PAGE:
How to Disarm Nerves

This is a fantastic article from professional (and incredible!) violinist, Clayton Haslop. I thought it extremely apropos, as students are finishing up their courses and getting on stage to present what they’ve learned… much as my friend, Nico, and I are excitedly gearing up for our BIG SHOW this SUNDAY Afternoon!!!! In preparing for this very rare concert opportunity (although, we hope it will lead to more such opportunities in the future), I have absolutely found the following tips from Clayton to be valid and extremely helpful. I hope you’ll find value in these ideas, too!

**(And come see our show on Sunday!!!!!)** :mrgreen:

  Some years back my mother told me a story out of her experience as a freelance accompanist.  It made me laugh so hard I cried.

At the time it must not have seemed very funny, particularly to the hapless subject.  In retrospect, however, particularly from my mother’s vantage point and telling of the story, it is quite hysterical.

This is what happened.  She was accompanying a performance given by the local community college chorus.  In the course of it a woman with little or no previous experience singing in front of an audience was called upon to deliver a solo.  When the time arrived for her to take the spotlight, she froze.

A moment later, as a suspenseful silence fell on the hall, she managed to utter, in a fading voice, ‘I’m sorry’; then she dropped to the floor in a dead faint.  She reached the deck such that only her feet and legs remained in view of the audience and my mother – accompanying as she was from a piano placed in front and somewhat below the level of the stage.  Of course the show had to go on.  Almost without missing a beat my mother skipped to the next entry of the chorus, leaving stagehands and one or two chorus members to manage the situation behind the curtain.  A minute or two later legs and feet and legs slid offstage…  Now, before you condemn me for finding humor in this, you must understand that I have quite a bit of experience with performance anxiety myself.  On one occasion, as a kid playing for memory on a student recital, I had to go to the piano to remind myself what note the thing started with.  Indeed it took me years, into my early professional career, in fact, to really get a handle on this all-too-common plight.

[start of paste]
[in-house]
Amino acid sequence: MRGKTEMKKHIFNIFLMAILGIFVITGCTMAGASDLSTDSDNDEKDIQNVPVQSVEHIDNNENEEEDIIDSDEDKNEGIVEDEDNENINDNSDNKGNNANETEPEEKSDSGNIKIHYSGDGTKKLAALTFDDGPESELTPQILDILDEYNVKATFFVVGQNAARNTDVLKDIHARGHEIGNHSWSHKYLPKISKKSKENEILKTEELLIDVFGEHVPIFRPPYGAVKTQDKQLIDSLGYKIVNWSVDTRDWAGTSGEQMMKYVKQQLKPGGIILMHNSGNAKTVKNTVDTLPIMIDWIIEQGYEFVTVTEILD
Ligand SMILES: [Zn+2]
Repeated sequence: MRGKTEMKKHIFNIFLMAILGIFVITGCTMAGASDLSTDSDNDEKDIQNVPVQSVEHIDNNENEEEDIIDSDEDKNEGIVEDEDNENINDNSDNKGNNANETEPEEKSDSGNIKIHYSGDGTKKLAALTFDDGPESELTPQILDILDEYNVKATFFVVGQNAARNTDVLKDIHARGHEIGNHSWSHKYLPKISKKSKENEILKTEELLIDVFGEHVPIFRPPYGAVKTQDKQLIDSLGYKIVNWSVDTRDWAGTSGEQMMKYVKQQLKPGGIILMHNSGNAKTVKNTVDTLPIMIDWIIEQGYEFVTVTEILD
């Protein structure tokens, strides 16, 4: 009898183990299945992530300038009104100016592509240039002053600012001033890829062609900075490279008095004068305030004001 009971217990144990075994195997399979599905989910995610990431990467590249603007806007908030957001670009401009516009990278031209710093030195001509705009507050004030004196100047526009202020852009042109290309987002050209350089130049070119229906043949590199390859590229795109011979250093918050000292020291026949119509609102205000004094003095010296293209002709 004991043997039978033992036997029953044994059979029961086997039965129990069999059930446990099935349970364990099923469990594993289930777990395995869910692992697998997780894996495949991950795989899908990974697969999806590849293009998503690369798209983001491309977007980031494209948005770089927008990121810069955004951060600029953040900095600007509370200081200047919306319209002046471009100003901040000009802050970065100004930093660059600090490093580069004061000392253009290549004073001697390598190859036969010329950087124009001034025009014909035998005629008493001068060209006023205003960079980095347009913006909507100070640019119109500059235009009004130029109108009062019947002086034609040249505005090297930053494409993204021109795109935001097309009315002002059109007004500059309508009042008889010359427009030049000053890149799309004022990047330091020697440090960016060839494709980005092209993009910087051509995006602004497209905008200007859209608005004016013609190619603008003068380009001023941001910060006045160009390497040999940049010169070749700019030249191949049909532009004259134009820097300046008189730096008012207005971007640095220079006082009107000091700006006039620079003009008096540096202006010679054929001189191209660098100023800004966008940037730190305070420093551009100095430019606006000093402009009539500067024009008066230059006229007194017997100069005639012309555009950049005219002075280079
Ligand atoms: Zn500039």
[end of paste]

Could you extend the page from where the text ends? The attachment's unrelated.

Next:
There were three things that turned the table.  First, preparation.  As a youth I didn’t fully appreciate how deeply rooted and secure my technical mastery of the music had to be.

Second, visualization.  From a performance anxiety standpoint I’m talking about practice in which you imagine yourself, in every detail, performing onstage.  This must be so real, in fact, that you experience an adrenal rush from it.  Once you can conjure nerves in a practice setting you can find ways playing effectively in spite of it.

Third, breathing.  Not just any breathing, mind you.  I’m talking about the kind of ‘belly-breathing’ I teach in every one of my courses.  When the diaphragm is fully engaged in the process it sends a powerful message to body; RELAX.  Needless to say, if you don’t practice it at home chances are you won’t in performance either.

Oops, there is a fourth.  Give yourself a break.  No one should go into a performance feeling under the gun to play perfectly.  That is not what it’s about.  Being in front of an audience is, after all, about sharing one’s enthusiasm.  This is something to remind yourself of continually as you learn music.

Ask yourself, ‘what is it I like about this piece?’  Then find ways to preserve this feeling.  Practice it in.  So there you have it; my toolbox for subduing the great beast of performance anxiety.  And who knows, the adrenal rush that comes with performing in public may actually come to CONTRIBUTE to your success.  Wouldn’t be the first time this has happened… —Clayton Haslop

 

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